Thanks to fellow Crooked Cat writer, Carol Hedges, author of Victorian crime novel, ‘Diamonds and Dust’, for tagging me on this Blog Hop. At the end of this interview I will be tagging another brilliant author, Catriona King, whose DCI Craig detective thrillers are a must-read.
What am I working on?
Following on from ‘Myopia’, I am currently working on two more YA novels. One contains fantasy elements, although it’s set in the real world; slipstream fiction is the best description. This novel explores universal issues and themes. The other novel that I’ve finished uses football as a subject to examine themes such as bullying and family. It has a grandfather/grandson relationship, and involves some pathos but is ultimately uplifting. The message is something along the lines of: ‘Never give up. Stay focussed and determined if you hope to realise your potential’.
How does my work differ from others of its genre?
My YA novels involve a good deal of realism. As a teacher for over twenty years, I feel I can write about school and teenagers with a great deal of realism. My other novels are more adult-orientated. ‘Treading On Dreams’ is a coming of age tale about obsession and unrequited love; ‘Igboland’ is the story of Lydia, an English woman living in West Africa during the Biafran War. Her own marriage and faith are beginning to crumble when she meets Igbo doctor, Kwemto, and learns a great deal about herself.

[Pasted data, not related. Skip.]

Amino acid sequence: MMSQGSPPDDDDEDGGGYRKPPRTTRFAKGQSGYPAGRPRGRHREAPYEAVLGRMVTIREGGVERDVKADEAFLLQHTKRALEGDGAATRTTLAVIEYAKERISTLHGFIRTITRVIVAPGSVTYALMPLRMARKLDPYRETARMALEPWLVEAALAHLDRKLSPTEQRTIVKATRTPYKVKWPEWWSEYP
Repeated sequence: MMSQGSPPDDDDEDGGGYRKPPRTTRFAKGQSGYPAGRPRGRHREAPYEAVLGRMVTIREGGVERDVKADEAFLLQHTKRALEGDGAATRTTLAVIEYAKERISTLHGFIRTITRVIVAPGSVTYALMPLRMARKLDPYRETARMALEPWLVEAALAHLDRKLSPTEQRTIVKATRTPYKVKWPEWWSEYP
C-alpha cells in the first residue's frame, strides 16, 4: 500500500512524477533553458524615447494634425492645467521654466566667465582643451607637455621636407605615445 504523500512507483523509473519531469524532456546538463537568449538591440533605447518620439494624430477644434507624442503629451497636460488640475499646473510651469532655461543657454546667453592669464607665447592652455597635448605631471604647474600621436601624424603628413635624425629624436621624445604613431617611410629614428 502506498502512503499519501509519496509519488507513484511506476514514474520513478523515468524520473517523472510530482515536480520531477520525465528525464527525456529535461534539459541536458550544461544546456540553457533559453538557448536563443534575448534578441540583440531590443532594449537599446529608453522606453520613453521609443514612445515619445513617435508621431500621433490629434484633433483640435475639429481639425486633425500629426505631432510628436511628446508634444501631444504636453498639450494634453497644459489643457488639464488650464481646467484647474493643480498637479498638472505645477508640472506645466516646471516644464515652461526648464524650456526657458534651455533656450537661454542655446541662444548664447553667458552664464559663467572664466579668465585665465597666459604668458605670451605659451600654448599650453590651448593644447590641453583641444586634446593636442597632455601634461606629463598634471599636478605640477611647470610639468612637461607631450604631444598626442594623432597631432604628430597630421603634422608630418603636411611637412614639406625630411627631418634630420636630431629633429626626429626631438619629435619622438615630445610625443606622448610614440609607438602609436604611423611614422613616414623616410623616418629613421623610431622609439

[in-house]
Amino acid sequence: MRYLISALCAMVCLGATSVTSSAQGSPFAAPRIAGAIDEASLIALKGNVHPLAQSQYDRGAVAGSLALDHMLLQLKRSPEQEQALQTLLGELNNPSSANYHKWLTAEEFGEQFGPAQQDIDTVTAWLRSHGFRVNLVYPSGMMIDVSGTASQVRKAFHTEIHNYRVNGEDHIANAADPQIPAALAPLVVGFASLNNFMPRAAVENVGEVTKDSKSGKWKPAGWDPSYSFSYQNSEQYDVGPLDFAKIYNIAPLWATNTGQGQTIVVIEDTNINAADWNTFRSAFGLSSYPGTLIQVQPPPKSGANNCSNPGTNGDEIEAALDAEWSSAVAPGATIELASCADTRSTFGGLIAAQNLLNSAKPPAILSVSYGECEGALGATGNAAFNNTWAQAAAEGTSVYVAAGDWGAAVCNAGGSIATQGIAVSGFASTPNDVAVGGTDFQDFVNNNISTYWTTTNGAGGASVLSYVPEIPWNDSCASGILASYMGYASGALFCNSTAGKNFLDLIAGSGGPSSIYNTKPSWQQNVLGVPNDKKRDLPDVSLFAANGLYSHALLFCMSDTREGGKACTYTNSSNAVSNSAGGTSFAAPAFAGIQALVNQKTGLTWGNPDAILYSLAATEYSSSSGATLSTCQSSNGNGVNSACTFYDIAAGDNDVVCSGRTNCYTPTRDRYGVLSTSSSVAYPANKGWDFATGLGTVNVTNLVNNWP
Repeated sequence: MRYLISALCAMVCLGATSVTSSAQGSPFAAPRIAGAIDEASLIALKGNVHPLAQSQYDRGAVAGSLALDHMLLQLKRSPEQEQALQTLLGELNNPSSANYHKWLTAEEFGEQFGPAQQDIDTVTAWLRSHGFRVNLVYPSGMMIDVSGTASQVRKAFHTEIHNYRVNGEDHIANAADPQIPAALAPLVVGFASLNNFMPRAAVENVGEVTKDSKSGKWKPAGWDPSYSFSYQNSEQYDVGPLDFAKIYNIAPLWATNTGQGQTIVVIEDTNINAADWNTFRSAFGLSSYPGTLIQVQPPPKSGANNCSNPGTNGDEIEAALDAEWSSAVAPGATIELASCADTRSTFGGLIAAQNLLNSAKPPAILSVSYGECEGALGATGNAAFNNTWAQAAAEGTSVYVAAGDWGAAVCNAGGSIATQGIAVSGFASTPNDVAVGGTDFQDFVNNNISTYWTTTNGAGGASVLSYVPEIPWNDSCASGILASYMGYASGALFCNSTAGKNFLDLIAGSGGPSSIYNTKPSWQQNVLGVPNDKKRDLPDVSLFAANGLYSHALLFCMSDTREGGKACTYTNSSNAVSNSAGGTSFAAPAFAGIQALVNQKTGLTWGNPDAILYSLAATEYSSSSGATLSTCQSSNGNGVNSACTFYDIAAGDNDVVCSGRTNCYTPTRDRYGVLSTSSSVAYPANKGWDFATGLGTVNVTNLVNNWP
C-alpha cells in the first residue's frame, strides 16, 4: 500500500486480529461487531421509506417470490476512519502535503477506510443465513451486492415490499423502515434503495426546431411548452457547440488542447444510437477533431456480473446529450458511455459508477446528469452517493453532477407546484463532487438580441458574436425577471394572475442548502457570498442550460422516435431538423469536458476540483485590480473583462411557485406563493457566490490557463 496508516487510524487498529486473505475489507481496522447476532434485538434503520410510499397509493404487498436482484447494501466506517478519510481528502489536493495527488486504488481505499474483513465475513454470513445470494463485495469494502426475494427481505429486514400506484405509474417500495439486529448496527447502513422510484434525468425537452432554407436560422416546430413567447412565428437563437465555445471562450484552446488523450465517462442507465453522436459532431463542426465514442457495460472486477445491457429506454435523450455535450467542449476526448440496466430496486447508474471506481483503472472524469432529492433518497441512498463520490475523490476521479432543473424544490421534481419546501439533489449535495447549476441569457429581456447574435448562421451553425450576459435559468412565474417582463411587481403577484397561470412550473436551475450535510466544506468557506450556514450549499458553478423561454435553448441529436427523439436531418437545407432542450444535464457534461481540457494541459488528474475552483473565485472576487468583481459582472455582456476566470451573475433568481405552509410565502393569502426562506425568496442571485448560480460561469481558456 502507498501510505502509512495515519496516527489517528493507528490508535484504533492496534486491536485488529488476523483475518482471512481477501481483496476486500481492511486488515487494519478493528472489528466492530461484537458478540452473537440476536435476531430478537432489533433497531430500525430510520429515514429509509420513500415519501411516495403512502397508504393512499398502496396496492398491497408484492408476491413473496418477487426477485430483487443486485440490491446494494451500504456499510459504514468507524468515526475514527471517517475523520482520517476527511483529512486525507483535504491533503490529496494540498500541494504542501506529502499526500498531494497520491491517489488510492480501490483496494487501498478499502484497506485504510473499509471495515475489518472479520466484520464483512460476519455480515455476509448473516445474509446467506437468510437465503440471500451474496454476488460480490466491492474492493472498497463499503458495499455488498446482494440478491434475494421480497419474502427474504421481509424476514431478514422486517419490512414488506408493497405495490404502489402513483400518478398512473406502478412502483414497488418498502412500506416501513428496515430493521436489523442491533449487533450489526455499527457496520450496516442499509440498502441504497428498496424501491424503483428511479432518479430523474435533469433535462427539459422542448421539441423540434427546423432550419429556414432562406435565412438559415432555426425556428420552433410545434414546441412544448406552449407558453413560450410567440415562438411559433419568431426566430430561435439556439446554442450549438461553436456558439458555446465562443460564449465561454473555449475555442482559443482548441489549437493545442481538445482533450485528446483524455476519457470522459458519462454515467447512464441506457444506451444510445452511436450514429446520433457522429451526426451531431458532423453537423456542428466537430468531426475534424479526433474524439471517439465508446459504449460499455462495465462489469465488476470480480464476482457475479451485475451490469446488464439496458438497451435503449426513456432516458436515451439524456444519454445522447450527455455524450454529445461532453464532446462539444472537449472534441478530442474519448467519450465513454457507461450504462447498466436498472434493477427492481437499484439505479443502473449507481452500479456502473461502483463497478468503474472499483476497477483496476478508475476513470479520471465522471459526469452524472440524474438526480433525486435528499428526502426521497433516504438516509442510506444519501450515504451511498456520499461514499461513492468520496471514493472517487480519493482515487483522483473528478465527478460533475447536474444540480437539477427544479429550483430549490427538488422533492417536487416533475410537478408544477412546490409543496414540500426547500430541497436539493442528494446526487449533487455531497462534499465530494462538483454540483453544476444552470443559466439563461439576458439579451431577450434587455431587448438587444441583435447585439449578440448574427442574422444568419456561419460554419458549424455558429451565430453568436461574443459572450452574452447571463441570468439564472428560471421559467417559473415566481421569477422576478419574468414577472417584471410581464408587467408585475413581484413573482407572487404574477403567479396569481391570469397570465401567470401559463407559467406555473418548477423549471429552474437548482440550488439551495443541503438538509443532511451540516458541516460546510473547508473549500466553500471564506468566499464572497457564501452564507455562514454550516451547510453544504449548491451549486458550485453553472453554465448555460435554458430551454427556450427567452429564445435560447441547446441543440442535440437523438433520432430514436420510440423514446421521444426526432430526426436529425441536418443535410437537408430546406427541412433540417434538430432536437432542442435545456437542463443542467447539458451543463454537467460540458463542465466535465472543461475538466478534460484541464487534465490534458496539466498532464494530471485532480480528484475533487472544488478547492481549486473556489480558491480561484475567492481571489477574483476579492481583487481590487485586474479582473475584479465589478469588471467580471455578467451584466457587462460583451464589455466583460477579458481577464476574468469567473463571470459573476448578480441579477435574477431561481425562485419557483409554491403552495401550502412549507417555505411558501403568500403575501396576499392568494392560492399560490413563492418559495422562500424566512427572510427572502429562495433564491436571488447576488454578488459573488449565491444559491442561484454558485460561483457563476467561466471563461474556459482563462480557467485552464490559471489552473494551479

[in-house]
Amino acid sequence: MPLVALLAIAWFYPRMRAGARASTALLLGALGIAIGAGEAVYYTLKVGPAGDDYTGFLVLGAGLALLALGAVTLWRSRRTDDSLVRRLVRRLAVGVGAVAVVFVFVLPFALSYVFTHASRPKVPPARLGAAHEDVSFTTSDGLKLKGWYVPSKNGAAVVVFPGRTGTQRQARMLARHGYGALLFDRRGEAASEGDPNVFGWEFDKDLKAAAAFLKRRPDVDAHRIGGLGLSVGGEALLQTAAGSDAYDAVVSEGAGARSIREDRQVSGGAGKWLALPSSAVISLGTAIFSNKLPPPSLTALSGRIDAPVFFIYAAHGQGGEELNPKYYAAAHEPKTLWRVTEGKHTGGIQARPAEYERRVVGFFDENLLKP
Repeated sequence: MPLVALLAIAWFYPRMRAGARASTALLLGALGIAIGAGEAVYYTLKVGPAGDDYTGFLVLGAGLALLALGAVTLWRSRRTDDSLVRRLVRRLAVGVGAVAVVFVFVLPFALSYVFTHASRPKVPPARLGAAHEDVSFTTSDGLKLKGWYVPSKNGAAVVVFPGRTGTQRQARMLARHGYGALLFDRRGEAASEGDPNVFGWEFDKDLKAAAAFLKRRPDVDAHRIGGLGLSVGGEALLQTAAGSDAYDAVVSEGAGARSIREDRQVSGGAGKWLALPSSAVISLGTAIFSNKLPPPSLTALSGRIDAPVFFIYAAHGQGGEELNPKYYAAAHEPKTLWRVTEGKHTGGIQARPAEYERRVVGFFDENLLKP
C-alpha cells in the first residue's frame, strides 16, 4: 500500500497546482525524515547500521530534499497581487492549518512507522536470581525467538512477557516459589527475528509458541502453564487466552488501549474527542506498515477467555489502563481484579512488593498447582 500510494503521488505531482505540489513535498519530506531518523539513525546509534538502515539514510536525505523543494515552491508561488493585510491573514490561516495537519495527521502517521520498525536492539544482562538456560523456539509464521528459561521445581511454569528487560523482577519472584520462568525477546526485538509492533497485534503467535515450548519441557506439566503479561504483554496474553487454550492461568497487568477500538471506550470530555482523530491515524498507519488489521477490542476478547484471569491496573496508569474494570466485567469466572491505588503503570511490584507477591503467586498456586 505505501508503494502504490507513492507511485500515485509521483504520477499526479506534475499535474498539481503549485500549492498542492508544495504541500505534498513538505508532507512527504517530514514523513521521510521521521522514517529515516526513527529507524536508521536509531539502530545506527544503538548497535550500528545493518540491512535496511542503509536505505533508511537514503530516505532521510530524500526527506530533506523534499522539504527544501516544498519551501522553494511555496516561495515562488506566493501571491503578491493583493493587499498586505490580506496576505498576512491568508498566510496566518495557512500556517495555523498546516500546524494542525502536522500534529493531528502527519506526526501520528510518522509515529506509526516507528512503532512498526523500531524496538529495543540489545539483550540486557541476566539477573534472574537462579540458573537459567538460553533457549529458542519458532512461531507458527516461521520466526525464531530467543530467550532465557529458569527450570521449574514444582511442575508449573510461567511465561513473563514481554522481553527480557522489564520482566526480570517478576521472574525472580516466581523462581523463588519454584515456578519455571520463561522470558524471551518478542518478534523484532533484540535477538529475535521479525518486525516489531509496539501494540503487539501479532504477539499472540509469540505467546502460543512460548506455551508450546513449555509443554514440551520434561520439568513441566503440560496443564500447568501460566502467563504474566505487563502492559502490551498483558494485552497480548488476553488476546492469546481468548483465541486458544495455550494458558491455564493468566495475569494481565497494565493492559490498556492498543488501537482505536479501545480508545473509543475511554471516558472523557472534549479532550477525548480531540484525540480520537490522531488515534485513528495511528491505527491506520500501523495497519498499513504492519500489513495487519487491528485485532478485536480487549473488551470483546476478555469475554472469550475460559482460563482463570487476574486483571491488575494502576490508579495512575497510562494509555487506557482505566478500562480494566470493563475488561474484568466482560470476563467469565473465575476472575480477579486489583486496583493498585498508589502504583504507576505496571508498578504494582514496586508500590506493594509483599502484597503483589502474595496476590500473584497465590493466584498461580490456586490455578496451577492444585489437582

My fiction stretches across genre boundaries, breaks a few rules and expectations. I tend to believe in good writing whatever the genre, rather than sticking to one type of narrative or setting. My short story collection, ‘A Glimpse of the Numinous’, is a booksellers’ nightmare as it contains horror, humour and romance.
Why do I write what I do?
I write because my head is full of stories and images that need an outlet, other than through me losing my marbles. Sometimes writing is a cathartic experience. ‘Igboland’ came out of my sentimental attachment to the country of my birth: Nigeria. ‘Myopia’ was a response to seeing the effects of bullying on sensitive students. ‘Treading On Dreams’ began as a narrative about a man who is overly sensitive and naive: traits not usually associated with being masculine. I write horror, humour and romance because people are not just one thing, but are complex beings full of hope, anger, light and shade.
How does your writing process work?
In practical terms I write two days a week, around my part-time job, and when I can find time. I also have kids, so it’s hard balancing all three aspects of my life.
Once I have a project on the go I am very focussed, and on a good day with few distractions, I can write 2000 words. Being a writer does not just involve writing, though. Marketing and publicity is an important aspect that takes up a huge amount of time – something non-writers might not fully appreciate.
I love the creativity of writing, but I also enjoy the discipline of editing and improving my work. That’s a skill which goes hand-in-hand with the creative process.
Now I’d like to tag Catriona King. The 6th book in her DCI Craig series, ‘The Slowest Cut’ is just out.